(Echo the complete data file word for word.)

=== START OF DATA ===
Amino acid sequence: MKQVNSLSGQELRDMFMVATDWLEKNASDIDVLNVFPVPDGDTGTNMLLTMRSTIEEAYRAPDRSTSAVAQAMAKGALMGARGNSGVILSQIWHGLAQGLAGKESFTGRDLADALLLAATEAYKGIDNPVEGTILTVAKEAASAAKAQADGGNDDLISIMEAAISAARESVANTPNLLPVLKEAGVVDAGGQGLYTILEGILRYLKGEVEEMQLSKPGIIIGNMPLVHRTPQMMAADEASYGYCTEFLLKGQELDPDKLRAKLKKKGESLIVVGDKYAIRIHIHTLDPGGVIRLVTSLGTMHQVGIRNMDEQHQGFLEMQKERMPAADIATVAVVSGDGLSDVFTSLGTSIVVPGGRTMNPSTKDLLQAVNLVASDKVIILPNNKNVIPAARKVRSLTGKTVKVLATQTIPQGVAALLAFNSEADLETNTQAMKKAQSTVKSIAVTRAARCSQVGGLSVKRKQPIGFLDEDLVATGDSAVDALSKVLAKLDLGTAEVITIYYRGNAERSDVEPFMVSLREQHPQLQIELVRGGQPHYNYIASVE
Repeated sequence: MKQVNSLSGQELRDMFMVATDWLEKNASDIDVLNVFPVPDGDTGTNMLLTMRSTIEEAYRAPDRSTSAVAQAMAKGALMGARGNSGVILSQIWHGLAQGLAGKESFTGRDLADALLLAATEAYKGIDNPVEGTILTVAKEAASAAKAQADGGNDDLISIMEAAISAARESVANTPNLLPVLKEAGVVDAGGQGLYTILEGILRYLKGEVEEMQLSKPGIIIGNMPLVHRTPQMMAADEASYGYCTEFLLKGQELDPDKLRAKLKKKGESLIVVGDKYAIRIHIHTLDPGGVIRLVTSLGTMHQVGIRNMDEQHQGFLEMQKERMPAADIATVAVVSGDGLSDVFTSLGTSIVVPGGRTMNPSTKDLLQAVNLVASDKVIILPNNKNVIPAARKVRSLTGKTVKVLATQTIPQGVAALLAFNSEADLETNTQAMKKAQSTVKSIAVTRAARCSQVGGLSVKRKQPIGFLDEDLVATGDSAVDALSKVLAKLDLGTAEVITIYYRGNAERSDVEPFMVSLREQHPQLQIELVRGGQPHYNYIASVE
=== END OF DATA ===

Amino acid sequence: MKQVNSLSGQELRDMFMVATDWLEKNASDIDVLNVFPVPDGDTGTNMLLTMRSTIEEAYRAPDRSTSAVAQAMAKGALMGARGNSGVILSQIWHGLAQGLAGKESFTGRDLADALLLAATEAYKGIDNPVEGTILTVAKEAASAAKAQADGGNDDLISIMEAAISAARESVANTPNLLPVLKEAGVVDAGGQGLYTILEGILRYLKGEVEEMQLSKPGIIIGNMPLVHRTPQMMAADEASYGYCTEFLLKGQELDPDKLRAKLKKKGESLIVVGDKYAIRIHIHTLDPGGVIRLVTSLGTMHQVGIRNMDEQHQGFLEMQKERMPAADIATVAVVSGDGLSDVFTSLGTSIVVPGGRTMNPSTKDLLQAVNLVASDKVIILPNNKNVIPAARKVRSLTGKTVKVLATQTIPQGVAALLAFNSEADLETNTQAMKKAQSTVKSIAVTRAARCSQVGGLSVKRKQPIGFLDEDLVATGDSAVDALSKVLAKLDLGTAEVITIYYRGNAERSDVEPFMVSLREQHPQLQIELVRGGQPHYNYIASVE
Repeated sequence: MKQVNSLSGQELRDMFMVATDWLEKNASDIDVLNVFPVPDGDTGTNMLLTMRSTIEEAYRAPDRSTSAVAQAMAKGALMGARGNSGVILSQIWHGLAQGLAGKESFTGRDLADALLLAATEAYKGIDNPVEGTILTVAKEAASAAKAQADGGNDDLISIMEAAISAARESVANTPNLLPVLKEAGVVDAGGQGLYTILEGILRYLKGEVEEMQLSKPGIIIGNMPLVHRTPQMMAADEASYGYCTEFLLKGQELDPDKLRAKLKKKGESLIVVGDKYAIRIHIHTLDPGGVIRLVTSLGTMHQVGIRNMDEQHQGFLEMQKERMPAADIATVAVVSGDGLSDVFTSLGTSIVVPGGRTMNPSTKDLLQAVNLVASDKVIILPNNKNVIPAARKVRSLTGKTVKVLATQTIPQGVAALLAFNSEADLETNTQAMKKAQSTVKSIAVTRAARCSQVGGLSVKRKQPIGFLDEDLVATGDSAVDALSKVLAKLDLGTAEVITIYYRGNAERSDVEPFMVSLREQHPQLQIELVRGGQPHYNYIASVE